Extracellular Palladium Nanoparticle Production using Geobacter sulfurreducens

Handle URI:
http://hdl.handle.net/10754/598299
Title:
Extracellular Palladium Nanoparticle Production using Geobacter sulfurreducens
Authors:
Yates, Matthew D.; Cusick, Roland D.; Logan, Bruce E.
Abstract:
Sustainable methods are needed to recycle precious metals and synthesize catalytic nanoparticles. Palladium nanoparticles can be produced via microbial reduction of soluble Pd(II) to Pd(0), but in previous tests using dissimilatory metal reducing bacteria (DMRB), the nanoparticles were closely associated with the cells, occupying potential reductive sites and eliminating the potential for cell reuse. The DMRB Geobacter sulfurreducens was shown here to reduce soluble Pd(II) to Pd(0) nanoparticles primarily outside the cell, reducing the toxicity of metal ions, and allowing nanoparticle recovery without cell destruction that has previously been observed using other microorganisms. Cultures reduced 50 ± 3 mg/L Pd(II) with 1% hydrogen gas (v/v headspace) in 6 h incubation tests [100 mg/L Pd(II) initially], compared to 8 ± 3 mg/L (10 mM acetate) without H2. Acetate was ineffective as an electron donor for palladium removal in the presence or absence of fumarate as an electron acceptor. TEM imaging verified that Pd(0) nanoparticles were predominantly in the EPS surrounding cells in H2-fed cultures, with only a small number of particles visible inside the cell. Separation of the cells and EPS by centrifugation allowed reuse of the cell suspensions and effective nanoparticle recovery. These results demonstrate effective palladium recovery and nanoparticle production using G. sulfurreducens cell suspensions and renewable substrates such as H2 gas. © 2013 American Chemical Society.
Citation:
Yates MD, Cusick RD, Logan BE (2013) Extracellular Palladium Nanoparticle Production using Geobacter sulfurreducens. ACS Sustainable Chem Eng 1: 1165–1171. Available: http://dx.doi.org/10.1021/sc4000785.
Publisher:
American Chemical Society (ACS)
Journal:
ACS Sustainable Chemistry & Engineering
KAUST Grant Number:
KUS-I1-003-13
Issue Date:
3-Sep-2013
DOI:
10.1021/sc4000785
Type:
Article
ISSN:
2168-0485; 2168-0485
Sponsors:
The authors would like to thank John Cantolina in the Huck Institutes of the Life Sciences for his assistance with TEM imaging. This research was supported by Award KUS-I1-003-13 from the King Abdullah University of Science and Technology (KAUST) and by Award DGE-1255832 to M.D.Y. by the National Science Foundation (NSF) Graduate Student Fellowship Program.
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Full metadata record

DC FieldValue Language
dc.contributor.authorYates, Matthew D.en
dc.contributor.authorCusick, Roland D.en
dc.contributor.authorLogan, Bruce E.en
dc.date.accessioned2016-02-25T13:18:15Zen
dc.date.available2016-02-25T13:18:15Zen
dc.date.issued2013-09-03en
dc.identifier.citationYates MD, Cusick RD, Logan BE (2013) Extracellular Palladium Nanoparticle Production using Geobacter sulfurreducens. ACS Sustainable Chem Eng 1: 1165–1171. Available: http://dx.doi.org/10.1021/sc4000785.en
dc.identifier.issn2168-0485en
dc.identifier.issn2168-0485en
dc.identifier.doi10.1021/sc4000785en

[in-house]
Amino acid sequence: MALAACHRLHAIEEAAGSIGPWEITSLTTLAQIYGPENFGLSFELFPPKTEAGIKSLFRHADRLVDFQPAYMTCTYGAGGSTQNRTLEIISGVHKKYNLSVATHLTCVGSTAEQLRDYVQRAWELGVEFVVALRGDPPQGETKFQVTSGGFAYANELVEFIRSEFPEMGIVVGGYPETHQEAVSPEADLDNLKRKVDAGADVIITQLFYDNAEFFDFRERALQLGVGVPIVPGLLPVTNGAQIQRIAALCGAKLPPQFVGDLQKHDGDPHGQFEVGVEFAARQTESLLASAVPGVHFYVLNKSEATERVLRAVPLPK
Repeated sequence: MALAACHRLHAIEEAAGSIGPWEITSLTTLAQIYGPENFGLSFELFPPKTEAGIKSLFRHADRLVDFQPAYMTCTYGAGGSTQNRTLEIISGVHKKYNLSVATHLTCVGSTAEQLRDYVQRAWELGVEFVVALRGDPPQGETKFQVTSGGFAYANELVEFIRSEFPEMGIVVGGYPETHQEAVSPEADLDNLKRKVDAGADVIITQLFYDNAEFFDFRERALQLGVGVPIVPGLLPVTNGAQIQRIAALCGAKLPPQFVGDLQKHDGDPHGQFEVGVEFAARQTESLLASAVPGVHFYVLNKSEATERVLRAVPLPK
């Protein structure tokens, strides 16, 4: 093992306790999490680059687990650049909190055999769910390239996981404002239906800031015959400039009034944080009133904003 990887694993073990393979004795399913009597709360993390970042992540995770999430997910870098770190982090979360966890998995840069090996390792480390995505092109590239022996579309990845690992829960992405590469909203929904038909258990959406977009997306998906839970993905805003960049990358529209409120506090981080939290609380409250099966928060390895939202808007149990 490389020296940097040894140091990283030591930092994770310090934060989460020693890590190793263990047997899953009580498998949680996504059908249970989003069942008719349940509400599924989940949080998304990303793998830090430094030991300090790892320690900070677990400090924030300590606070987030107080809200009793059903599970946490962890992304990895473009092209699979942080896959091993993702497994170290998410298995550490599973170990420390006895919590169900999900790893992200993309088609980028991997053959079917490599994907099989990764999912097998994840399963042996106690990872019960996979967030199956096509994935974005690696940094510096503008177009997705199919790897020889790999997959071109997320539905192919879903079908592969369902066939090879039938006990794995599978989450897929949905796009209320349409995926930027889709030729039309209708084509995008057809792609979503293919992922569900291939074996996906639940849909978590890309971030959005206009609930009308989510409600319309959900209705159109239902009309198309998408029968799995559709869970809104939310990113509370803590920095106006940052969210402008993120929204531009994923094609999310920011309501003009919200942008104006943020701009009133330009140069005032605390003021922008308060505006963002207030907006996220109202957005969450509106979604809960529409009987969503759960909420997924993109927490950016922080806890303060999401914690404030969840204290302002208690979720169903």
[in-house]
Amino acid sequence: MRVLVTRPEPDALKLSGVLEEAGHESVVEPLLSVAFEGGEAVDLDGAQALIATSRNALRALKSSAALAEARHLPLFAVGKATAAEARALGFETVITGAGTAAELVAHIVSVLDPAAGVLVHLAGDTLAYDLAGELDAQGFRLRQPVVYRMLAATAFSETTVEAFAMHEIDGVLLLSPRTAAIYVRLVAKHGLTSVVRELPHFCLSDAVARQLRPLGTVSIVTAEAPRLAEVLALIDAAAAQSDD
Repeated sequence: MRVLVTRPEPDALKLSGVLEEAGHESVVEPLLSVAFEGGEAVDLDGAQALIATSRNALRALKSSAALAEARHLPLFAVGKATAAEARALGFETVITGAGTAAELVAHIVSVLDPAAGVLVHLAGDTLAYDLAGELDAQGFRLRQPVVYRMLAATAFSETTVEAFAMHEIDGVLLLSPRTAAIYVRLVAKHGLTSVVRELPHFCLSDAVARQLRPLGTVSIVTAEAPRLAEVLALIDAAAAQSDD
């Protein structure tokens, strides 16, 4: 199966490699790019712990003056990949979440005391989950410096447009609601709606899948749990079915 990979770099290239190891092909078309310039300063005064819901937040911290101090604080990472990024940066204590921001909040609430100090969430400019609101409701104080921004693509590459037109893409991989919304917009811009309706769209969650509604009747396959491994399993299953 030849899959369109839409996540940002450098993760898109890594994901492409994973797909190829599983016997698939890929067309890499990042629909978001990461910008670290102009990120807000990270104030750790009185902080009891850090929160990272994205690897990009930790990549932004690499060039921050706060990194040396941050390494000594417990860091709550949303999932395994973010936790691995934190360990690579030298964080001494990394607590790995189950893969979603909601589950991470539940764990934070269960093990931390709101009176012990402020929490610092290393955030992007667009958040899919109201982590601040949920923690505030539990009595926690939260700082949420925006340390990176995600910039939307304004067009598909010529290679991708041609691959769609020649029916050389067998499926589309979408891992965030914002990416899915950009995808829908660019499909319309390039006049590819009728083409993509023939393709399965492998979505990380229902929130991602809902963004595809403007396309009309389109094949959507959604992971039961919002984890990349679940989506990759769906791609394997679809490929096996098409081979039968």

dc.identifier.urihttp://hdl.handle.net/10754/598299en
dc.description.abstractSustainable methods are needed to recycle precious metals and synthesize catalytic nanoparticles. Palladium nanoparticles can be produced via microbial reduction of soluble Pd(II) to Pd(0), but in previous tests using dissimilatory metal reducing bacteria (DMRB), the nanoparticles were closely associated with the cells, occupying potential reductive sites and eliminating the potential for cell reuse. The DMRB Geobacter sulfurreducens was shown here to reduce soluble Pd(II) to Pd(0) nanoparticles primarily outside the cell, reducing the toxicity of metal ions, and allowing nanoparticle recovery without cell destruction that has previously been observed using other microorganisms. Cultures reduced 50 ± 3 mg/L Pd(II) with 1% hydrogen gas (v/v headspace) in 6 h incubation tests [100 mg/L Pd(II) initially], compared to 8 ± 3 mg/L (10 mM acetate) without H2. Acetate was ineffective as an electron donor for palladium removal in the presence or absence of fumarate as an electron acceptor. TEM imaging verified that Pd(0) nanoparticles were predominantly in the EPS surrounding cells in H2-fed cultures, with only a small number of particles visible inside the cell. Separation of the cells and EPS by centrifugation allowed reuse of the cell suspensions and effective nanoparticle recovery. These results demonstrate effective palladium recovery and nanoparticle production using G. sulfurreducens cell suspensions and renewable substrates such as H2 gas. © 2013 American Chemical Society.en
dc.description.sponsorshipThe authors would like to thank John Cantolina in the Huck Institutes of the Life Sciences for his assistance with TEM imaging. This research was supported by Award KUS-I1-003-13 from the King Abdullah University of Science and Technology (KAUST) and by Award DGE-1255832 to M.D.Y. by the National Science Foundation (NSF) Graduate Student Fellowship Program.en
dc.publisherAmerican Chemical Society (ACS)en
dc.subjectBiosynthesisen
dc.subjectGeobacteren
dc.subjectNanoparticlesen
dc.subjectSustainableen
dc.titleExtracellular Palladium Nanoparticle Production using Geobacter sulfurreducensen
dc.typeArticleen
dc.identifier.journalACS Sustainable Chemistry & Engineeringen
dc.contributor.institutionPennsylvania State University, State College, United Statesen
kaust.grant.numberKUS-I1-003-13en
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